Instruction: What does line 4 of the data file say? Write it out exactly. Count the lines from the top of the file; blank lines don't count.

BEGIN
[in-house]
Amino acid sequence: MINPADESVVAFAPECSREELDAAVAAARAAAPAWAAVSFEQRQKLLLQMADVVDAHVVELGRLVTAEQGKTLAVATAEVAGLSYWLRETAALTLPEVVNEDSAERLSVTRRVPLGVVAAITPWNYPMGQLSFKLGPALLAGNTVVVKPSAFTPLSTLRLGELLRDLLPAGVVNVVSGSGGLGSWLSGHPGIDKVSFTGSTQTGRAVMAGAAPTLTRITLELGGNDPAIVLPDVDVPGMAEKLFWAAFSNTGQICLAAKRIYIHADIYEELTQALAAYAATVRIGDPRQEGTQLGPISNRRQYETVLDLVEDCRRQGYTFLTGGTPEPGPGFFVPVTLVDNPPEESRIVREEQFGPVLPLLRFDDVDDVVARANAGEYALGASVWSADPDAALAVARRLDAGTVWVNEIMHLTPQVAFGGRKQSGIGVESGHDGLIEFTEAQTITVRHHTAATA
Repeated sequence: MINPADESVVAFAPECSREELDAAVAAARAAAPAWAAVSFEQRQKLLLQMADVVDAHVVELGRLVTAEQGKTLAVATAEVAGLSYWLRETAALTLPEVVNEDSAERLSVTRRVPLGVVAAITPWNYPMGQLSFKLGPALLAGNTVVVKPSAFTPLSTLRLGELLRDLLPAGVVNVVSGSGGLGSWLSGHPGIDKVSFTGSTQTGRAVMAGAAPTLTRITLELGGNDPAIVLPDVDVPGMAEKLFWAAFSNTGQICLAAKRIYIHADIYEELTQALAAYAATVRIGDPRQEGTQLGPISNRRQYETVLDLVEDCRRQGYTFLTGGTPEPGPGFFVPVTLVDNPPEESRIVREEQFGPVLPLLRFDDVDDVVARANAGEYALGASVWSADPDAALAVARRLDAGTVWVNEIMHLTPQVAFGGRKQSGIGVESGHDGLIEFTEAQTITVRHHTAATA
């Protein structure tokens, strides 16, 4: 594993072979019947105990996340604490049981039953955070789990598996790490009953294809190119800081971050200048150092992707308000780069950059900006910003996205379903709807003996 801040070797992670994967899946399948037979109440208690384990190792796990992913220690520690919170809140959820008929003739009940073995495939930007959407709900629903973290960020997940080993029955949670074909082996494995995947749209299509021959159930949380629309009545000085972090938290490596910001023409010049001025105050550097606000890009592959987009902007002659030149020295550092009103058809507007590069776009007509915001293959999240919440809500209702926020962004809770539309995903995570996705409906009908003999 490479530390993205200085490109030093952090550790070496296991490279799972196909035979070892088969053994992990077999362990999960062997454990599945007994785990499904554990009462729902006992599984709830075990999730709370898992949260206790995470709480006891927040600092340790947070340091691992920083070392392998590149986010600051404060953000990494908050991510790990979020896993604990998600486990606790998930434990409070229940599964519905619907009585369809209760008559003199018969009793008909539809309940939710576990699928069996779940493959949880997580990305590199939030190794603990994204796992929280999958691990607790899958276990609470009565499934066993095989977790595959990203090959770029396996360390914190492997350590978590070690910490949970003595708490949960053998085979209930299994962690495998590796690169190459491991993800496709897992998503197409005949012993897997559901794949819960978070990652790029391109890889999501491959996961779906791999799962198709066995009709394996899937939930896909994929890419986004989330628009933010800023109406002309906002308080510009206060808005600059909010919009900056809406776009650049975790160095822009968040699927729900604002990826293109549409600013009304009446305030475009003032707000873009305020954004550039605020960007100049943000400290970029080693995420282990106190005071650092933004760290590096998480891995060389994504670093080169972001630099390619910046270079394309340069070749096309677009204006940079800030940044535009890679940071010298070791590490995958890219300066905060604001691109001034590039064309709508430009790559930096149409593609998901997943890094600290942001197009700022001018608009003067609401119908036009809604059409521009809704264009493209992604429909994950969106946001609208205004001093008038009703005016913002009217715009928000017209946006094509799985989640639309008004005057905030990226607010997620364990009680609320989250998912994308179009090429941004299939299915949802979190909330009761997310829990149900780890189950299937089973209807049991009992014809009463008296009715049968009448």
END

């Protein structure tokens, strides 16, 4: 594993072979019947105990996340604490049981039953955070789990598996790490009953294809190119800081971050200048150092992707308000780069950059900006910003996205379903709807003996 801040070797992670994967899946399948037979109440208690384990190792796990992913220690520690919170809140959820008929003739009940073995495939930007959407709900629903973290960020997940080993029955949670074909082996494995995947749209299509021959159930949380629309009545000085972090938290490596910001023409010049001025105050550097606000890009592959987009902007002659030149020295550092009103058809507007590069776009007509915001293959999240919440809500209702926020962004809770539309995903995570996705409906009908003999 490479530390993205200085490109030093952090550790070496296991490279799972196909035979070892088969053994992990077999362990999960062997454990599945007994785990499904554990009462729902006992599984709830075990999730709370898992949260206790995470709480006891927040600092340790947070340091691992920083070392392998590149986010600051404060953000990494908050991510790990979020896993604990998600486990606790998930434990409070229940599964519905619907009585369809209760008559003199018969009793008909539809309940939710576990699928069996779940493959949880997580990305590199939030190794603990994204796992929280999958691990607790899958276990609470009565499934066993095989977790595959990203090959770029396996360390914190492997350590978590070690910490949970003595708490949960053998085979209930299994962690495998590796690169190459491991993800496709897992998503197409005949012993897997559901794949819960978070990652790029391109890889999501491959996961779906791999799962198709066995009709394996899937939930896909994929890419986004989330628009933010800023109406002309906002308080510009206060808005600059909010919009900056809406776009650049975790160095822009968040699927729900604002990826293109549409600013009304009446305030475009003032707000873009305020954004550039605020960007100049943000400290970029080693995420282990106190005071650092933004760290590096998480891995060389994504670093080169972001630099390619910046270079394309340069070749096309677009204006940079800030940044535009890679940071010298070791590490995958890219300066905060604001691109001034590039064309709508430009790559930096149409593609998901997943890094600290942001197009700022001018608009003067609401119908036009809604059409521009809704264009493209992604429909994950969106946001609208205004001093008038009703005016913002009217715009928000017209946006094509799985989640639309008004005057905030990226607010997620364990009680609320989250998912994308179009090429941004299939299915949802979190909330009761997310829990149900780890189950299937089973209807049991009992014809009463008296009715049968009448």